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Carroll freshman Jonathan Haden is the latest in the family pipeline of football talent

By Alan Goldenbach
Washington Post Staff Writer
Thursday, September 9, 2010; 11:48 PM

Before the high school football season began, Jonathan Haden had five scholarship offers from BCS conference colleges.

Never mind that he's 14 years old, stands 5 feet 5 and weighs 150 pounds - and had never played a game in high school.

What the Carroll freshman did have is pedigree.

Haden is youngest of five brothers from a family that has created a pipeline of top-flight football talent, beginning with Joe, the 2006 All-Met Offensive Player of the Year at Friendly, who was selected eighth overall in April's NFL draft by the Cleveland Browns out of Florida, and continuing with Josh, a 2008 All-Met who signed with Boston College and Jordan, who signed with Florida after a 2009 All-Met season.

While it's too early to say which of the four is the most talented or will be the most successful, Jonathan's arrival is the most hyped.

"Of all my kids," said Joe Haden Sr., "the one with the biggest target on his back is Jonathan. Everyone's been waiting for him. I was more nervous in his first game at Carroll than I was at Joe's first game at Florida."

Jonathan didn't disappoint. The 150-pound freshman rushed for 94 yards and touchdowns of 16 and 24 yards to lead Carroll to a 28-0 victory over Coolidge on Aug. 27. It was a game more anticipated for Colts Coach Natalie Randolph's debut on the sidelines, but ultimately might have been affirmation for college recruiters' speculation about Haden's potential.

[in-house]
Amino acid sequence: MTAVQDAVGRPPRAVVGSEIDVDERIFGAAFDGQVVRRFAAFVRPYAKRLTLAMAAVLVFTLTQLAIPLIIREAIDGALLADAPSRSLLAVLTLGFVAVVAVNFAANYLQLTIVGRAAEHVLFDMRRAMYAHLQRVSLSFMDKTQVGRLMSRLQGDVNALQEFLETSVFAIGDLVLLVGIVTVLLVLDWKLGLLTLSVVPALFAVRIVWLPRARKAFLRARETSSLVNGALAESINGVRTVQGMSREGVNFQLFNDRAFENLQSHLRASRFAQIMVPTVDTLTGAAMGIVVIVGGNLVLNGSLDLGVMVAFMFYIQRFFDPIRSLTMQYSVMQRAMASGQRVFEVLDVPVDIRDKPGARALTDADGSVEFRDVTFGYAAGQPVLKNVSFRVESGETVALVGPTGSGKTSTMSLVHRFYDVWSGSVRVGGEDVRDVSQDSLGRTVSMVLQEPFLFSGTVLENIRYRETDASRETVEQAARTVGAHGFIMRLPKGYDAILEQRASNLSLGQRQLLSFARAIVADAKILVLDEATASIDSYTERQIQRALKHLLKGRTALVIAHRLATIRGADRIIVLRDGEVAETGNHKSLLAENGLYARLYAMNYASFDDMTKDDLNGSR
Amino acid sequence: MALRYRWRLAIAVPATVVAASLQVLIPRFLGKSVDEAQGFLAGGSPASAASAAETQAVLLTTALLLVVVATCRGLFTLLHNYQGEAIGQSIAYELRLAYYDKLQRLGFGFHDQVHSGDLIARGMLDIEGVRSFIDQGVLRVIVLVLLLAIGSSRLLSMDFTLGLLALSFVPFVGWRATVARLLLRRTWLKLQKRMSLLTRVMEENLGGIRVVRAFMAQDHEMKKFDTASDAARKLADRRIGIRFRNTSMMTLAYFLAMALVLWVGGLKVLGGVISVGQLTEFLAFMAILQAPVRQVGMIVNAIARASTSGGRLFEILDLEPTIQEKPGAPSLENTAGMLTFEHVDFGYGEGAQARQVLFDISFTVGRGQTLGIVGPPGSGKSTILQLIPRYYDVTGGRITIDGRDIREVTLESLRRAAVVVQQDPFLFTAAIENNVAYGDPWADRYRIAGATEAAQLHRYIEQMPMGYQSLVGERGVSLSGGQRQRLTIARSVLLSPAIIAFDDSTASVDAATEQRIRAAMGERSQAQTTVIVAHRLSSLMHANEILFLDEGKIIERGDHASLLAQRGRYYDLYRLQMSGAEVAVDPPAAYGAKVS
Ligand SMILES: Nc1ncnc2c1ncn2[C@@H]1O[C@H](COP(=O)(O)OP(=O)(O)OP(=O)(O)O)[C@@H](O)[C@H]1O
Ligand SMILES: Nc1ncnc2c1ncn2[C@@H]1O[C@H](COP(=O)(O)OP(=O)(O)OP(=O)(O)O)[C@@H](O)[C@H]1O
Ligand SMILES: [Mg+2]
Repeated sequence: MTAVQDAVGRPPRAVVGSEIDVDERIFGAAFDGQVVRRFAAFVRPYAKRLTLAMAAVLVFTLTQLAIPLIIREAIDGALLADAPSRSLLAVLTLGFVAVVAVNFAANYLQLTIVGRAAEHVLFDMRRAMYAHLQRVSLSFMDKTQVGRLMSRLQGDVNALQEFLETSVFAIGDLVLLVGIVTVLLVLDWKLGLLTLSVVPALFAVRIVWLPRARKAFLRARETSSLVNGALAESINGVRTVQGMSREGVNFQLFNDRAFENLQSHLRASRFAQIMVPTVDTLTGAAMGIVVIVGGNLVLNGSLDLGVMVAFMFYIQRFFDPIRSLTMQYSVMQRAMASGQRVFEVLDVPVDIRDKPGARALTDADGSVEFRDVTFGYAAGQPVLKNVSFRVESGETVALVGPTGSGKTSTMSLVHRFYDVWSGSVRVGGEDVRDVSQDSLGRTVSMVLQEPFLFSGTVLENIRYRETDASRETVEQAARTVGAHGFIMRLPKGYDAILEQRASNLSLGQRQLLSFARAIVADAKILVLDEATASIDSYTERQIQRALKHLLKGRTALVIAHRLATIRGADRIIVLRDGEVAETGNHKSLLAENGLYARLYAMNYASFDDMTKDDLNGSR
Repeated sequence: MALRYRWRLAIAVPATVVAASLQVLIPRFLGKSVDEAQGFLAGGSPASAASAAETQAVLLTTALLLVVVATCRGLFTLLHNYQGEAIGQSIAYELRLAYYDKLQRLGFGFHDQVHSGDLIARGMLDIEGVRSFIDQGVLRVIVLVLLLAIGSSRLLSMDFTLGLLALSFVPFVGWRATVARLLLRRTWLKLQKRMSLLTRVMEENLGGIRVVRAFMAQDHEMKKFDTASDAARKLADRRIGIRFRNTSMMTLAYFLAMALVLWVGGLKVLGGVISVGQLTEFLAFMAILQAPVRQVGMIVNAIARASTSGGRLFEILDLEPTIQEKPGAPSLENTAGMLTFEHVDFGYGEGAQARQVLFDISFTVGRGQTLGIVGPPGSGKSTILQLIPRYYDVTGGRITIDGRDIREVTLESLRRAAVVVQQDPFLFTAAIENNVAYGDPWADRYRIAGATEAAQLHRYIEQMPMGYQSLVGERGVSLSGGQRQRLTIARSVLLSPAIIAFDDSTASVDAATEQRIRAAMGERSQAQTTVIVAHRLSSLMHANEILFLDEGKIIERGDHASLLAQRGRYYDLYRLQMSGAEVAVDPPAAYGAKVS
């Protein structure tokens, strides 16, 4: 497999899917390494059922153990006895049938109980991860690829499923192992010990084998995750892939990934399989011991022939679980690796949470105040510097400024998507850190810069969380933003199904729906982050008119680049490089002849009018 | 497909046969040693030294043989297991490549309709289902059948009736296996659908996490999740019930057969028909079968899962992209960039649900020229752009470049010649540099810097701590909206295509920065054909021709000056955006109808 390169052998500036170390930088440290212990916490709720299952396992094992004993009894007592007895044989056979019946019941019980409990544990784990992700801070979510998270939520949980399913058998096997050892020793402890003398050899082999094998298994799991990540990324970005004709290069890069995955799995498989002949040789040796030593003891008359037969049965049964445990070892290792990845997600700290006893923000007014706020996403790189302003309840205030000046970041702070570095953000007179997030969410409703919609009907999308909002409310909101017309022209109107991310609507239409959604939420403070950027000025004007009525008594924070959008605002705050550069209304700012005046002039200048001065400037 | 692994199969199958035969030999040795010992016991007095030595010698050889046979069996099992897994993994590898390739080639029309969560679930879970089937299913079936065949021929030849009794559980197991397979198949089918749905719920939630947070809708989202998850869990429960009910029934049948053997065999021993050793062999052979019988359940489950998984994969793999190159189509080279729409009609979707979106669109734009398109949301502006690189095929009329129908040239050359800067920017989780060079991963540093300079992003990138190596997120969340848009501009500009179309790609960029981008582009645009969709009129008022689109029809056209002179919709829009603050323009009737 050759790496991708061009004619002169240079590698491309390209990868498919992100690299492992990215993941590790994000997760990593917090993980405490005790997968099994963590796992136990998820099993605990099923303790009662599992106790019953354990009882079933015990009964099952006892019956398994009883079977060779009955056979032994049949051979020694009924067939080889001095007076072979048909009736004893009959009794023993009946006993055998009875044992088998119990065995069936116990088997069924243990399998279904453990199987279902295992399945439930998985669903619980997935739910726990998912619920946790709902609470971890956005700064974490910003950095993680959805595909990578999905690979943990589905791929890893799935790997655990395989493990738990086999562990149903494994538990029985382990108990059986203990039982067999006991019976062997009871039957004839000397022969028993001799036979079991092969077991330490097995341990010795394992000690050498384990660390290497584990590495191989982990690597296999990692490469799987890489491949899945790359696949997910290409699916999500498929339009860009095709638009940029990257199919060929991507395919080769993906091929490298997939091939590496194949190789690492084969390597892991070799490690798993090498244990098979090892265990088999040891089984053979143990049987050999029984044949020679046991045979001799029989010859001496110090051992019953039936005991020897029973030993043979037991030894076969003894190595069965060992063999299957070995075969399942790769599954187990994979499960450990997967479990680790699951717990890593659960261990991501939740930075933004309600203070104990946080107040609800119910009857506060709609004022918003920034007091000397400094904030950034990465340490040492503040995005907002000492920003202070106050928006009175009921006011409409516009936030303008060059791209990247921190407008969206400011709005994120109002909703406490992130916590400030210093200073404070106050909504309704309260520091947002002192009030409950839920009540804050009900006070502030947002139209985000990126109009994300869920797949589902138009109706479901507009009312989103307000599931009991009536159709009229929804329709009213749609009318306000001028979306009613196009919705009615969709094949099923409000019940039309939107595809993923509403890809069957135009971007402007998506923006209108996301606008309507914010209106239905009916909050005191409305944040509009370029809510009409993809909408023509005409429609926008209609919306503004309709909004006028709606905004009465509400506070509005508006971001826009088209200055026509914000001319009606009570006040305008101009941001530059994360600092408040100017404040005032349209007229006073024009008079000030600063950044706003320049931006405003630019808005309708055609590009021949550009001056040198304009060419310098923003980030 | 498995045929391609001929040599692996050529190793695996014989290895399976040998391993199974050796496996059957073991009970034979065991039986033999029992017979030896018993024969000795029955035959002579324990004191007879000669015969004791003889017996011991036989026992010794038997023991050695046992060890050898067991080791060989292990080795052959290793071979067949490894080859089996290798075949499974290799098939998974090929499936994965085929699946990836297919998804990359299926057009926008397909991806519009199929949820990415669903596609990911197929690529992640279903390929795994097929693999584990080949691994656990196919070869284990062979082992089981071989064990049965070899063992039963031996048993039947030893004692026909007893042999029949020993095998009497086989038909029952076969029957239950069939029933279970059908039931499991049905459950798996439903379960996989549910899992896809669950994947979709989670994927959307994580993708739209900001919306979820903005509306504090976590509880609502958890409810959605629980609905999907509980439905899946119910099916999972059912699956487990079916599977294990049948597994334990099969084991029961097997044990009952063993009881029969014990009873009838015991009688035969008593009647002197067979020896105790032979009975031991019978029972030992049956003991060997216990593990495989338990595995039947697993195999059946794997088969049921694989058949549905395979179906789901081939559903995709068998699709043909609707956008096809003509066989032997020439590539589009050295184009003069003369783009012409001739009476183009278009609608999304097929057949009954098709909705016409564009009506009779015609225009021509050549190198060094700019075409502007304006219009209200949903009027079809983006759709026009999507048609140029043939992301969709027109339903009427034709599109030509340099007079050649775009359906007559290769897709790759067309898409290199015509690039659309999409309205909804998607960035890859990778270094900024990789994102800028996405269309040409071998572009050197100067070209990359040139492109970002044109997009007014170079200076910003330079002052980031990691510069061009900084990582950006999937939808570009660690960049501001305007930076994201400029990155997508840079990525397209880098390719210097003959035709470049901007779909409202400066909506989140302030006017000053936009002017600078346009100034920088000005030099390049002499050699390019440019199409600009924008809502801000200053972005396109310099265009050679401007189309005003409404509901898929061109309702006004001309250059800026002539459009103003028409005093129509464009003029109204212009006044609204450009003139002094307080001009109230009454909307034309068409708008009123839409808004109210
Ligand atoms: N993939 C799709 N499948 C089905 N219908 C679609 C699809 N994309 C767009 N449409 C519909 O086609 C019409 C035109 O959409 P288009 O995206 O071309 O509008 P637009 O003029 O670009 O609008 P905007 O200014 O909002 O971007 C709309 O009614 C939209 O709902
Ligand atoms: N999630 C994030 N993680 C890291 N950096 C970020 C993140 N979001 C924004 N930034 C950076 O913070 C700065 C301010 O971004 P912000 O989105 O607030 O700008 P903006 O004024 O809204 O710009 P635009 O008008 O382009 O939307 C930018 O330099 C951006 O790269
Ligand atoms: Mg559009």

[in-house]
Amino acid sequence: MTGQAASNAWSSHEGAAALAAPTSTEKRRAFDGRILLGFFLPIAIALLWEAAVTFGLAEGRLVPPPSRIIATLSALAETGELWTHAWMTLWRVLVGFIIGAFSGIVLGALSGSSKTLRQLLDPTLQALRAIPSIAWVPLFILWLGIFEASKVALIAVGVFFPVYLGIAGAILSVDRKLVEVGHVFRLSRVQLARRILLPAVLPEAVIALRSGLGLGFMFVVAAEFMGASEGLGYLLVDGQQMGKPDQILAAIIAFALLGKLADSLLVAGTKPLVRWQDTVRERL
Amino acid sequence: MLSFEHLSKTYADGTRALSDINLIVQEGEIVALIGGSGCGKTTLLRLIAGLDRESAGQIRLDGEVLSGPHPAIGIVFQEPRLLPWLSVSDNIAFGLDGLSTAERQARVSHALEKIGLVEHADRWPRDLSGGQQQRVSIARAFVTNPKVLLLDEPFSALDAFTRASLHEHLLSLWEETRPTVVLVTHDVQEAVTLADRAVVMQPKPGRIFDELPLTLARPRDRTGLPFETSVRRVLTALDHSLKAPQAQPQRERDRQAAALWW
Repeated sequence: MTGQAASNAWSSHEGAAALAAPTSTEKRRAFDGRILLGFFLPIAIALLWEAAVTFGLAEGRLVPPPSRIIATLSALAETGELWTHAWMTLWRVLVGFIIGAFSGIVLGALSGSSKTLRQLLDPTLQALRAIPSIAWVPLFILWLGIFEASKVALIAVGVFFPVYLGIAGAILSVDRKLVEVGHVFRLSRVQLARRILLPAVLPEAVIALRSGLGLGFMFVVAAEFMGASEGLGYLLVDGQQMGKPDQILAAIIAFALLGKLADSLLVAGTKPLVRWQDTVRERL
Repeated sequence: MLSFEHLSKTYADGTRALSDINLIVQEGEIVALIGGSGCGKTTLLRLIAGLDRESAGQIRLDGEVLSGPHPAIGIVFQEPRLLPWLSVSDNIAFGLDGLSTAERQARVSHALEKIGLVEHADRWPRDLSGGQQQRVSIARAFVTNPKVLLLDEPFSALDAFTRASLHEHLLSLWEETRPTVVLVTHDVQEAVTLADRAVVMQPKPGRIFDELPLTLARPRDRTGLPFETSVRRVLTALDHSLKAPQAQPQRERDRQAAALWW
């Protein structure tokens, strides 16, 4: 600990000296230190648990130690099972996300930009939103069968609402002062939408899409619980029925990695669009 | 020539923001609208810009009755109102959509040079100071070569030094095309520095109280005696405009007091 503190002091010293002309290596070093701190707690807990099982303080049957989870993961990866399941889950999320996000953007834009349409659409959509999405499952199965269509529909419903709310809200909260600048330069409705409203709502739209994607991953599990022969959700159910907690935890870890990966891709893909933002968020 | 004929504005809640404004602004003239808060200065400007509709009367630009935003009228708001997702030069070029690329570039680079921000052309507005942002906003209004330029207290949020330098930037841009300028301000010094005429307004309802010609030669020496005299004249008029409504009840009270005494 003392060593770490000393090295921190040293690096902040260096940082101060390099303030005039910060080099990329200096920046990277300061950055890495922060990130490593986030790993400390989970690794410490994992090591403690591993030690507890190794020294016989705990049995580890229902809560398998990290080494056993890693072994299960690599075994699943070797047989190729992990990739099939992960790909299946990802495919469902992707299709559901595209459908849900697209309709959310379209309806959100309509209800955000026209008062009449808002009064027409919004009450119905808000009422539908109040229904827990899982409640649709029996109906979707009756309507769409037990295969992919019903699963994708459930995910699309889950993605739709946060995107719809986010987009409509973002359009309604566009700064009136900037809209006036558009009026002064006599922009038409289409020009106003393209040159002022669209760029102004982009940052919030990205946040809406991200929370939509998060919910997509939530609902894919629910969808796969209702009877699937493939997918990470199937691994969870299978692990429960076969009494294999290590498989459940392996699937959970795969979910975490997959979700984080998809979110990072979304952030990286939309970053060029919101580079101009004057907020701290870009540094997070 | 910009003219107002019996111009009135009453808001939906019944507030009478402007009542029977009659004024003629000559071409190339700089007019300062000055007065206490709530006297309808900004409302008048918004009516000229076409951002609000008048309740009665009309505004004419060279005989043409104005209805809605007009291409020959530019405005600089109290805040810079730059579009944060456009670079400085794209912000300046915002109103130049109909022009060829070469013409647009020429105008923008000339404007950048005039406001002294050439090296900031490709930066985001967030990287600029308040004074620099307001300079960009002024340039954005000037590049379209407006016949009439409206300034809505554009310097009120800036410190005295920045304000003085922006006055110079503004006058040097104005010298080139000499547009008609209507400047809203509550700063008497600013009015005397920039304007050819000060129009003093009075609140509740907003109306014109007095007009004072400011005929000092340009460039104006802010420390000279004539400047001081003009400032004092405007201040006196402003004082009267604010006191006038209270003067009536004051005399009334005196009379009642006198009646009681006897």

"Since I was 9, people always wanted to know what I was doing," said Jonathan, who returns to the field Friday at St. Mary's Ryken after Carroll had last week off. "Back when I was playing for [Marlow Heights Hurricanes] boys club, I was saying, 'I can't wait until I get to high school.' "

Neither could area coaches.

"I got almost as many calls for him as I did with my other sons for college," said Joe Haden Sr., running off a list of schools in the Washington Catholic Athletic Conference from DeMatha to Good Counsel to St. John's to Gonzaga, among others. "If you name them in the D.C. area, I got a call from them."

Jonathan said he and his father last spring visited both DeMatha and Good Counsel, schools that have met in the past six WCAC finals. Both programs have appeared on national television multiple times in recent years.

Good Counsel would have made sense, even though the Olney school is far from the Hadens' Upper Marlboro home. Joe Sr. started an athletic training business in 2006, and said he works with about 10 current Good Counsel players, including quarterback Zach Dancel, wide receiver Stefon Diggs, tight end Vincent Croce and running back Wes Brown. Dancel's father, Bernie, who has donated generously to the Falcons' program, even made an intriguing offer to the Hadens.

"Bernie's great. He would have taken my son and let him stay with him," Joe Sr. said. "But the biggest thing is distance. I couldn't be that far away from him. And you've got to remember, he's 14 years old."

Dancel did not return a phone message seeking comment.

Good Counsel Coach Bob Milloy said of Haden: "He's a legit player. We were definitely interested. He's got bloodlines and you'd love for him to get to your school. But I guess you can't get them all."

Ultimately, the Hadens chose Carroll, which is coming off a 2-8 season and has not won the Catholic league title since 1988. The reason they picked the school near North Capitol Street was simple - immediate playing time.

"You figure what college coaches are looking for," said Joe Sr., drawing upon his experience with his three oldest sons, "and what they want is [game] film. The biggest thing for him is to get on the field early, and by the end of his sophomore year at Carroll, he'll have 25 to 30 [scholarship] offers. Since he was 6, 7 years old, he's bought into what he needs to do to get to the next level."